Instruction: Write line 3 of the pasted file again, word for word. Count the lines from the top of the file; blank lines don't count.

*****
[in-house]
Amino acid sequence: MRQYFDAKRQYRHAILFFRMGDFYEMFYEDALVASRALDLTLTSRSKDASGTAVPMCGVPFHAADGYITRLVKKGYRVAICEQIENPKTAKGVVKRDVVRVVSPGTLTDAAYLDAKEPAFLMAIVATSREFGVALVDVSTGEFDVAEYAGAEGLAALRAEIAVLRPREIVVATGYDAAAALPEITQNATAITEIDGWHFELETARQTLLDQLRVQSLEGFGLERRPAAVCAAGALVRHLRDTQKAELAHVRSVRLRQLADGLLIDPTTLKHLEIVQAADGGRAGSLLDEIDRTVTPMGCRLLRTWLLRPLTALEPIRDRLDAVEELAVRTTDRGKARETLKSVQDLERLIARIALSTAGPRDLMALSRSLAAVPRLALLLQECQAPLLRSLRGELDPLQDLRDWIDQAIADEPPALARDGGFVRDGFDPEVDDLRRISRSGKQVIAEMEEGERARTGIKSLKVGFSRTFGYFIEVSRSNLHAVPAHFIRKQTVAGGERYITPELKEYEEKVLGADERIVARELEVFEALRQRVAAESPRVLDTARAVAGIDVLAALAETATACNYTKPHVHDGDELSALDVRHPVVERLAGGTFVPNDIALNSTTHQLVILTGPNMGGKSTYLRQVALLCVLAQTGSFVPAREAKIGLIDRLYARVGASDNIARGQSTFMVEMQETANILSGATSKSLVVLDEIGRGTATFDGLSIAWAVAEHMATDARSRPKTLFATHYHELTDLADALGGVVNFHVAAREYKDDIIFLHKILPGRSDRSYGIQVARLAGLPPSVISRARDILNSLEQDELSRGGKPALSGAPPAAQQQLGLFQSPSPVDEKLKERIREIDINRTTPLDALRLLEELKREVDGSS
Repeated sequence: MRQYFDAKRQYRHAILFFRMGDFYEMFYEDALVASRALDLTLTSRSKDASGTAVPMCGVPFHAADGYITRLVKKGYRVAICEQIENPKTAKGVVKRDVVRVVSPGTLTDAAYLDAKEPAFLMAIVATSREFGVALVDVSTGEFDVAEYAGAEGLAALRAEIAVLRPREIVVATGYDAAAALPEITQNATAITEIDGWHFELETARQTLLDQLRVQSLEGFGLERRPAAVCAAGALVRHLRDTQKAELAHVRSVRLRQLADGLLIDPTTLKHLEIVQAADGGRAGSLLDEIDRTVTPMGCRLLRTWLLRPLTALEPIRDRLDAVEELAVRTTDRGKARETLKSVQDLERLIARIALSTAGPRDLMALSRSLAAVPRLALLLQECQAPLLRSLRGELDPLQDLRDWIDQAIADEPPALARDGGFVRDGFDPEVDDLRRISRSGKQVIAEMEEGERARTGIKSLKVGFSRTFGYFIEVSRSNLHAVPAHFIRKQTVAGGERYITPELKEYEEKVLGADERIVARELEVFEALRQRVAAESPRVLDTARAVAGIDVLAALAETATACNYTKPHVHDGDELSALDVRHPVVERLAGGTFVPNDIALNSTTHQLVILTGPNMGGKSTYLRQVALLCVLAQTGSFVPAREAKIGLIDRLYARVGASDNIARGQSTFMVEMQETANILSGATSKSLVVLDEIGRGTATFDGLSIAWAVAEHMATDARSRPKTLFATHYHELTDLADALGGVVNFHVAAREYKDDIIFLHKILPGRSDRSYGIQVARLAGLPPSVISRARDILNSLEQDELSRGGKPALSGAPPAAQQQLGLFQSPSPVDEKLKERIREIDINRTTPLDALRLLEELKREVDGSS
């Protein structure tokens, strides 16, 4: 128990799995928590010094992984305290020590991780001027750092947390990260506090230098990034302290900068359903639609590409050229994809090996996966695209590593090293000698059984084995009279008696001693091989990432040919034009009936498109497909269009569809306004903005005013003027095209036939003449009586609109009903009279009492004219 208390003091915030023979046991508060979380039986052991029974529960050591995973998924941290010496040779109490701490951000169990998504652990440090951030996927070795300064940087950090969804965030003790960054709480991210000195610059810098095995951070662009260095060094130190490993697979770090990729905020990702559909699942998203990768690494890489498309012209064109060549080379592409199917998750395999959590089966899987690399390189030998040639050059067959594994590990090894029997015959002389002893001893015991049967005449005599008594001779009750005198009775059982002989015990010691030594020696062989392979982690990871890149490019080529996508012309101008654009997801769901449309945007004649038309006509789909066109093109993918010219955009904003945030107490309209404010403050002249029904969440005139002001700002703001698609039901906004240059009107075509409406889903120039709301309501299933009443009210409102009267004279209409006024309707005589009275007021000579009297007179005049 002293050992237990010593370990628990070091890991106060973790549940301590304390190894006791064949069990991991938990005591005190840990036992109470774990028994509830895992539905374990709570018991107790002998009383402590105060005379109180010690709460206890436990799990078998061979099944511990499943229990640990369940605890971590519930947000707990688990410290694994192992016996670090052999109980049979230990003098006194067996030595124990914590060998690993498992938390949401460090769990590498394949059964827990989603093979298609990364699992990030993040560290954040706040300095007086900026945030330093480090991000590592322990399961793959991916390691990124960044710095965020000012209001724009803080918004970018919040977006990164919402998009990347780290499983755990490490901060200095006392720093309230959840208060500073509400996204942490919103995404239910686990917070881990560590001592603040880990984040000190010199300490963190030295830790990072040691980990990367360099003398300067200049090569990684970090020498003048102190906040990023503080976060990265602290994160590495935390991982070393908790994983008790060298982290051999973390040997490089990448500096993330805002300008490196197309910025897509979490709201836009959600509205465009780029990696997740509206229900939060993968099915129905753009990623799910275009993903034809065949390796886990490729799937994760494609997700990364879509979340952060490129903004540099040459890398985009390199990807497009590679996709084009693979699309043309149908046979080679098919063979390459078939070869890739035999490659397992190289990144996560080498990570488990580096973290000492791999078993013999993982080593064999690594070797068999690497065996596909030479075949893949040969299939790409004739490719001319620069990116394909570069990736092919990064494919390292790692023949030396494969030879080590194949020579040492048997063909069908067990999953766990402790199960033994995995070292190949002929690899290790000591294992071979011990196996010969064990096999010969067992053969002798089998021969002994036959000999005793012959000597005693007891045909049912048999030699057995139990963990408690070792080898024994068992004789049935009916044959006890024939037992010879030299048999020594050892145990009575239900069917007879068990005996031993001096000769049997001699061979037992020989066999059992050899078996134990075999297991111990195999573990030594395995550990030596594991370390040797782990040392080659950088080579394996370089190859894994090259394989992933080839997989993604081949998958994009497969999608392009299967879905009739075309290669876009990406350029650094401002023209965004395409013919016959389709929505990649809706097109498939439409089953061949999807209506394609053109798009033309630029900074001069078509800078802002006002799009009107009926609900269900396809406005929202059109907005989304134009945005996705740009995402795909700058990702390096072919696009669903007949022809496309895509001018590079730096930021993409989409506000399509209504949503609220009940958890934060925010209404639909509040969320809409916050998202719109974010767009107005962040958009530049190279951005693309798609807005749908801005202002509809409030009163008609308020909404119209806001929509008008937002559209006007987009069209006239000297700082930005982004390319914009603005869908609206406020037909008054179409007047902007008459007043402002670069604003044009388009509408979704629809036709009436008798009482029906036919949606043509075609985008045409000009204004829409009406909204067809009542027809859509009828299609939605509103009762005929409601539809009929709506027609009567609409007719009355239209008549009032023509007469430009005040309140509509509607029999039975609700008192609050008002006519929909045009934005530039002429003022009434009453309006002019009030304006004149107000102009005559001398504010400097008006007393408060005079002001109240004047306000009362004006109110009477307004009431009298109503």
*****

Repeated sequence: MRQYFDAKRQYRHAILFFRMGDFYEMFYEDALVASRALDLTLTSRSKDASGTAVPMCGVPFHAADGYITRLVKKGYRVAICEQIENPKTAKGVVKRDVVRVVSPGTLTDAAYLDAKEPAFLMAIVATSREFGVALVDVSTGEFDVAEYAGAEGLAALRAEIAVLRPREIVVATGYDAAAALPEITQNATAITEIDGWHFELETARQTLLDQLRVQSLEGFGLERRPAAVCAAGALVRHLRDTQKAELAHVRSVRLRQLADGLLIDPTTLKHLEIVQAADGGRAGSLLDEIDRTVTPMGCRLLRTWLLRPLTALEPIRDRLDAVEELAVRTTDRGKARETLKSVQDLERLIARIALSTAGPRDLMALSRSLAAVPRLALLLQECQAPLLRSLRGELDPLQDLRDWIDQAIADEPPALARDGGFVRDGFDPEVDDLRRISRSGKQVIAEMEEGERARTGIKSLKVGFSRTFGYFIEVSRSNLHAVPAHFIRKQTVAGGERYITPELKEYEEKVLGADERIVARELEVFEALRQRVAAESPRVLDTARAVAGIDVLAALAETATACNYTKPHVHDGDELSALDVRHPVVERLAGGTFVPNDIALNSTTHQLVILTGPNMGGKSTYLRQVALLCVLAQTGSFVPAREAKIGLIDRLYARVGASDNIARGQSTFMVEMQETANILSGATSKSLVVLDEIGRGTATFDGLSIAWAVAEHMATDARSRPKTLFATHYHELTDLADALGGVVNFHVAAREYKDDIIFLHKILPGRSDRSYGIQVARLAGLPPSVISRARDILNSLEQDELSRGGKPALSGAPPAAQQQLGLFQSPSPVDEKLKERIREIDINRTTPLDALRLLEELKREVDGSS